Safe driving behavior

Written by Canrone Cochin

Every year around 350 people are killed on NSW roads.

Another 22,000 are injured.

The major behavioral factors that contribute to deaths onthe road are:

  • speeding
  • drink driving
  • drug driving
  • fatigue
  • not wearing seatbelts.

Speed limits

Speeding is the number one killer on NSW roads. On average, it’s a factor in around 40% of deaths and 20% of serious injurieseach year.

 

The rules

Speed limits

On roads where there’s a speed limit sign, you must not drivefaster than that speed limit.

On roads where there’s no speed limit sign, you must not drivefaster than the default speed limit:

  • 50km/h in ‘built-up areas’ – areas with street lights and

buildings next to the road less than 100m apart

  • 100 km/h for all other roads.

Alcohol limits

Alcohol affects your driving. It puts your safety and the safety ofyour passengers and other road users at risk.

Drink driving is one of the major causes of death on NSW roads.

Alcohol increases crash risk

The more alcohol you have in your blood, the higher the risk ofbeing in a crash.

On Thursday, Friday and Saturday nights around 50% of fatalcrashes involve alcohol. Crashes involving drink driving aregenerally more serious.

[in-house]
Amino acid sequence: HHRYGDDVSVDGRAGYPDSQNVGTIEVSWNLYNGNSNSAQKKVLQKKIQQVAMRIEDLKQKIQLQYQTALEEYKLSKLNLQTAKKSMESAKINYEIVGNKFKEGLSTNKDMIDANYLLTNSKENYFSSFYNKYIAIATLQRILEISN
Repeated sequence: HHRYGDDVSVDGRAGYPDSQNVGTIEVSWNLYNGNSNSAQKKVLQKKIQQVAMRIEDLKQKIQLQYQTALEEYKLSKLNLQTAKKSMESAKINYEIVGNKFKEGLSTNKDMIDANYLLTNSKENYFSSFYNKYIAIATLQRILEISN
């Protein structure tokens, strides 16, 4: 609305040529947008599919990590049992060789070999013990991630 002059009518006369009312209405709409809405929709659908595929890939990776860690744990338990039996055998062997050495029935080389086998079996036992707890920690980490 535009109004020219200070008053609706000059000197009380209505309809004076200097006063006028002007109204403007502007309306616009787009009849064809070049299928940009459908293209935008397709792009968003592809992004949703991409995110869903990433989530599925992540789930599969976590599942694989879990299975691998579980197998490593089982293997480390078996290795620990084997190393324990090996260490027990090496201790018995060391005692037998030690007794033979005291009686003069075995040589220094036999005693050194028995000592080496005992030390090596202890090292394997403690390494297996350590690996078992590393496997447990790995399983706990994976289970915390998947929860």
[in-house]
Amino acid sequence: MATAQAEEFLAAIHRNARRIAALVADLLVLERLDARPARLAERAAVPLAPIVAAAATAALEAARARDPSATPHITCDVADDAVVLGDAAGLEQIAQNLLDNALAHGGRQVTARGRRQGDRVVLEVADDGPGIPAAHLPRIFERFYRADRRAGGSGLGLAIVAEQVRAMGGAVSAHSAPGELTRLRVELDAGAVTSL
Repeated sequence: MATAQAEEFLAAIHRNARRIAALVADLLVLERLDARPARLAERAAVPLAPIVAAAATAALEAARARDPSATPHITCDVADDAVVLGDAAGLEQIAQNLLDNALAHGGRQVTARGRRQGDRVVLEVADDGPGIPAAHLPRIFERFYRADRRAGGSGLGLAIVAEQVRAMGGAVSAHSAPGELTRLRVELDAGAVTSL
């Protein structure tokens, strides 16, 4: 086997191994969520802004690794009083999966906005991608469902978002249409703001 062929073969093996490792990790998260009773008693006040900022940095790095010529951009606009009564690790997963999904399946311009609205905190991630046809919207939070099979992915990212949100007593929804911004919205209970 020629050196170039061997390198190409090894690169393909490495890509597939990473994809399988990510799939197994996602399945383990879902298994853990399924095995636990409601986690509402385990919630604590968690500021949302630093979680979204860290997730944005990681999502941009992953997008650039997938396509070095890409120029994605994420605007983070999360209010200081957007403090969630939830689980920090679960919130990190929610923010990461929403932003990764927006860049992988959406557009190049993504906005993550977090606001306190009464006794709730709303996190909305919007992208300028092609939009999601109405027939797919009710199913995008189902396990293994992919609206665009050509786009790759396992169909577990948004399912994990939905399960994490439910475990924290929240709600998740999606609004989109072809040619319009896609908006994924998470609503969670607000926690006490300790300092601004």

Drugs and medicines

Any drugs including illegal drugs, prescription and over-thecountermedicines can affect your driving and put the safetyof passengers or other road users at risk. They can also changeyour behavior, causing you to take risks you usually wouldnot consider.

If you think you might have illegal drugs in your system or are beunder the influence of any other drug or medicine, do not drive.

 

Seatbelts

Each year, around 40 people are killed on NSW roads becausethey were not wearing a seatbelt, and around 350 people areinjured. These deaths andinjuries can be prevented by wearinga seatbelt properly.

 

The rules

wearing a seatbelt

Drivers must wear a seatbelt while driving. Drivers must not haveany part of their body outside the vehicle. Learn all driving lessons from a driving school Miranda, NSW.

Drivers are also responsible for making sure:

  • each passenger is sitting in their own seat that’s fitted witha seatbelt (they must not share the seat or seatbelt with another passenger)
  • each passenger is wearing a properly secured and adjustedseatbelt or is in an approved child car seat suitable for theirage and size
  • there are not more passengers in the vehicle than it’sdesigned to carry
  • no-one travels in an area of the vehicle not designed forpassengers, for example, the boot, the floor, the tray of a uteor in a trailer or caravan
  • passengers do not travel with any part of their body outsidethe vehicle.

 

It’s also the responsibility of passengers aged over 16 to:

  • sit in their own seat and wear a properly secured andadjusted seatbelt
  • not travel in an area of the vehicle, not designedfor passengers
  • not have any part of their body outside the vehicle.
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